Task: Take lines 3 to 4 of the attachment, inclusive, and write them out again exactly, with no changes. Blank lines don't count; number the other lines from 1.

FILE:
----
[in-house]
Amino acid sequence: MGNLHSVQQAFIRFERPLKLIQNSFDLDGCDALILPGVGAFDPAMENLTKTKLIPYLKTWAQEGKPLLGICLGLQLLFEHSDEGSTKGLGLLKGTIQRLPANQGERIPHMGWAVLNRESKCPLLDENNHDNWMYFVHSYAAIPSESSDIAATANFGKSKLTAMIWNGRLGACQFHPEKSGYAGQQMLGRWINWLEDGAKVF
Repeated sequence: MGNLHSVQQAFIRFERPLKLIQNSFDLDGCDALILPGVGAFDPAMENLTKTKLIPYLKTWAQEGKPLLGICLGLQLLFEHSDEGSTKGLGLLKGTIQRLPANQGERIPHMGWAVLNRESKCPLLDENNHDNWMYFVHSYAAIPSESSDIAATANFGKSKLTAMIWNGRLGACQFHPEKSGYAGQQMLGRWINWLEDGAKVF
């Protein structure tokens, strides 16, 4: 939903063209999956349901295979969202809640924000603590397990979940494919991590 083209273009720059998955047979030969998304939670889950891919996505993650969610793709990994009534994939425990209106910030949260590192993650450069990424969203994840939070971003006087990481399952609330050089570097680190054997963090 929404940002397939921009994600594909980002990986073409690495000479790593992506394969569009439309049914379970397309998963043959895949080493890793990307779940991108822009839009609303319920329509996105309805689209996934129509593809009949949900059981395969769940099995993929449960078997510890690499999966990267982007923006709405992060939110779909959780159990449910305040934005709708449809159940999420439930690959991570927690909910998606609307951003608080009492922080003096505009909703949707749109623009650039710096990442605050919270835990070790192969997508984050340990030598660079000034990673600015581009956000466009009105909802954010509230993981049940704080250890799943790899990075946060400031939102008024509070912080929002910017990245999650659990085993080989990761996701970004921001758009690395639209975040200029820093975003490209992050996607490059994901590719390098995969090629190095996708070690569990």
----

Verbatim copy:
Repeated sequence: MGNLHSVQQAFIRFERPLKLIQNSFDLDGCDALILPGVGAFDPAMENLTKTKLIPYLKTWAQEGKPLLGICLGLQLLFEHSDEGSTKGLGLLKGTIQRLPANQGERIPHMGWAVLNRESKCPLLDENNHDNWMYFVHSYAAIPSESSDIAATANFGKSKLTAMIWNGRLGACQFHPEKSGYAGQQMLGRWINWLEDGAKVF
């Protein structure tokens, strides 16, 4: 939903063209999956349901295979969202809640924000603590397990979940494919991590 083209273009720059998955047979030969998304939670889950891919996505993650969610793709990994009534994939425990209106910030949260590192993650450069990424969203994840939070971003006087990481399952609330050089570097680190054997963090 929404940002397939921009994600594909980002990986073409690495000479790593992506394969569009439309049914379970397309998963043959895949080493890793990307779940991108822009839009609303319920329509996105309805689209996934129509593809009949949900059981395969769940099995993929449960078997510890690499999966990267982007923006709405992060939110779909959780159990449910305040934005709708449809159940999420439930690959991570927690909910998606609307951003608080009492922080003096505009909703949707749109623009650039710096990442605050919270835990070790192969997508984050340990030598660079000034990673600015581009956000466009009105909802954010509230993981049940704080250890799943790899990075946060400031939102008024509070912080929002910017990245999650659990085993080989990761996701970004921001758009690395639209975040200029820093975003490209992050996607490059994901590719390098995969090629190095996708070690569990």